Just One Look

 •  , ,  •   • Dir.

Reviewed by   |  Apr 2, 2015

With the critically-lauded ‘Metade Fumaca’, director Riley Yip moved from being a director of definite potential (as was indicated by the popular ‘Love Is Not A Game, But A Joke’) to one of Hong Kong’s foremost visionaries. His gradual popularity as a director then saw him move onto the more mainstream production ‘Just One Look’ which featured prominent roles for ‘Twins’ – the bright and breezy pop-combo of Charlene Choi and Gillian Chung. Despite an obvious fear on my part that this would compromise a film-maker who remains so important to modern Hong Kong cinema, I was pleasantly surprised to find that ‘Just One Look’ is much more than just a teen popcorn movie. In fact, I’d have to go so far as to say that it is definite gem.

As a small boy, Fan (Yu) adores his policeman father (a cameo by Sam Lee) and enjoys frequent trips to the cinema with him to watch the latest blockbuster. One evening, Fan’s father disappears during the film and is found dead in the toilets, a tragedy that the youngster blames on local thug Crazy (Wong). Growing up in the late 60s and early 70s, Fan continues to dream of avenging his father’s death and secretly torments Crazy with the help of a trusty catapult. Meanwhile he also begins taking an interest in a beautiful stranger who lives in the local nunnery, while his best friend Ming only has eyes for Nam – the daughter of a stoic kung-fu master (Kot). As both friends begin to learn about love, the shadow of Crazy continues to haunt Fan’s life and his determination for revenge remains undiminished.

‘Metade Fumaca’ was a film that showed Riley Yip’s concentration on nostalgia and, more significantly, the beguiling nature of memory. ‘Just One Look’ is fully absorbed in Yip’s fascination with such themes and once again blends in a genuine sense of humanity. While ‘Metade Fumaca’ gave a sensitive portrayal of what essentially was a ‘father’ and ‘son’ relationship, ‘Just One Look’ deals with the tribulations of youth. The director’s triumph within such a simple premise is to combine elements of pathos with moments of humour; the lead character Fan is faced with problems both taxing and superficial, yet neither is squeezed out in favour of the other. Such a majestic eye for character development and a real understanding of how to create humane characters means that ‘Just One Look’ is some way above expectations.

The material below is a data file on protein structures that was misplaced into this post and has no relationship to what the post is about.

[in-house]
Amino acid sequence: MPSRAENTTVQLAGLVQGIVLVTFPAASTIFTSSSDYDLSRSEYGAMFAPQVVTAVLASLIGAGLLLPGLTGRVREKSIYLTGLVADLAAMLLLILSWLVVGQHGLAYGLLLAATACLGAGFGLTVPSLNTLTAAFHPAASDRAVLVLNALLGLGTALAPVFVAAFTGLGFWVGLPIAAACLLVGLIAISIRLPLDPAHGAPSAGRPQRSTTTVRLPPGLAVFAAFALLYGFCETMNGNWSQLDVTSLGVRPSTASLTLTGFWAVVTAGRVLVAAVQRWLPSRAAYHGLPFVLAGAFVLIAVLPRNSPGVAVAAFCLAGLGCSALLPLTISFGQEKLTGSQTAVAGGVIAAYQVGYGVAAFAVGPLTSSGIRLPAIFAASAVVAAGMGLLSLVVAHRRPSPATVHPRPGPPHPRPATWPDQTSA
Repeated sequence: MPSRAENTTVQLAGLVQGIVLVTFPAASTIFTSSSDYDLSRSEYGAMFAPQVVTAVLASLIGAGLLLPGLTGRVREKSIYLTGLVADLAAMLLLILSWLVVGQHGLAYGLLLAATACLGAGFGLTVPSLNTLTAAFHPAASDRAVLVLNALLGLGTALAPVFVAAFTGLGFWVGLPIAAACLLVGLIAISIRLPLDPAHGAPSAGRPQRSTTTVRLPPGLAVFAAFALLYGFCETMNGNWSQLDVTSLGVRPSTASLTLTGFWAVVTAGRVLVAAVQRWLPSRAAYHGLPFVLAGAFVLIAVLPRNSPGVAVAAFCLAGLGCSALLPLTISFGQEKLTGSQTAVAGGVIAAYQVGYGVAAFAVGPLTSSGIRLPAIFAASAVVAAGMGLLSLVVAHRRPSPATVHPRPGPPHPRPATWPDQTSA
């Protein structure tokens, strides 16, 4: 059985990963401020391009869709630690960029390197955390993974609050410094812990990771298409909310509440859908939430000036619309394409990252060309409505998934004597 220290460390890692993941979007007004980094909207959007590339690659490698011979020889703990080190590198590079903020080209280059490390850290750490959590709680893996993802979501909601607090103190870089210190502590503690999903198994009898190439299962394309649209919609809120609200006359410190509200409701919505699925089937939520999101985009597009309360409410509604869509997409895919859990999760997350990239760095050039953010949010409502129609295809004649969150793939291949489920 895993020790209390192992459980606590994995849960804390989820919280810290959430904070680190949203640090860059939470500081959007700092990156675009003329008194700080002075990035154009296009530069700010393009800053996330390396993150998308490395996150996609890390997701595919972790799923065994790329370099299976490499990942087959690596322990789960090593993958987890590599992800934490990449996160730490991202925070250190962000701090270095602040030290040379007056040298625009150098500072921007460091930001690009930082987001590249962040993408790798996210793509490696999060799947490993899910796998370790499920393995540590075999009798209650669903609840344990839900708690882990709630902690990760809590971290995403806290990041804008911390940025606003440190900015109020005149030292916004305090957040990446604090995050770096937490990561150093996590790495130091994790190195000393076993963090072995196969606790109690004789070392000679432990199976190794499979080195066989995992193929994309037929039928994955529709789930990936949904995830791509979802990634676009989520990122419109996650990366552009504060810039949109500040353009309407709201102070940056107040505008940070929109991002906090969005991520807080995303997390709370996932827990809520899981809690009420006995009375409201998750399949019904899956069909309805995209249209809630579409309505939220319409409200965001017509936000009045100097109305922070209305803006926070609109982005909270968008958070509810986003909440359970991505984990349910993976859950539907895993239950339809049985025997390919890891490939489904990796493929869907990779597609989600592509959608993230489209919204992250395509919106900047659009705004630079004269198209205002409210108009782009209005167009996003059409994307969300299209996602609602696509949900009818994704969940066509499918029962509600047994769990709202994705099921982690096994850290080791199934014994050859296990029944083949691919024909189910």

The performances within the film build a strong spine for the other qualities of the production to add to. In the role of Fan, Shawn Yue – often seen as one of the stars of the future – excels, superbly handling the complexities and varying emotions of his character. Wong You Man is a flawless sidekick for Shawn Yue’s towering performance while ‘Twins’ Charlene Choi and Gillian Chung have never been better. As with ‘Metade Fumaca’, Riley Yip throws together the stars of the future with the thespian legends that Hong Kong has; Anthony Wong is one such performer, an actor whose performances are rarely below the first class. Wong is at first a repellent character with little to recommend him, but Yip cleverly shows how much hidden depth ‘Crazy’ has – so much so that, by the end of the film, the viewer’s feeling towards him verges on sympathy.

The ‘icing on the cake’ of this breath-taking film is a number of wonderful moments of nostalgia and directorial invention. Fans of 70s Hong Kong cinema will adore Yip’s gentle pastiches of some of the Jade Screen’s greatest scenes; from a sublime allusion to ‘A Touch Of Zen’ to Eric Kot’s inspired rantings about kung-fu films, ‘Just One Look’ is full of a genuine love for the great movies of the past. Yip also includes a magical montage scene that features the particularly pleasant ‘Twins’ version of ‘Melody Fair’; reminiscent of the famous ‘Piano’ scene in ‘Metade Fumaca’, this sequence creates a memory that lingers long after the final credits have rolled. ‘Just One Look’ is a must-see production that is light years ahead of the average teen movie. Amusing (though never crude) and nostalgic (though never overly sentimental), Riley Yip’s gentle ‘coming-of-age’ comedy/drama earns a major recommendation.

Latest posts by Andrew Saroch (see all)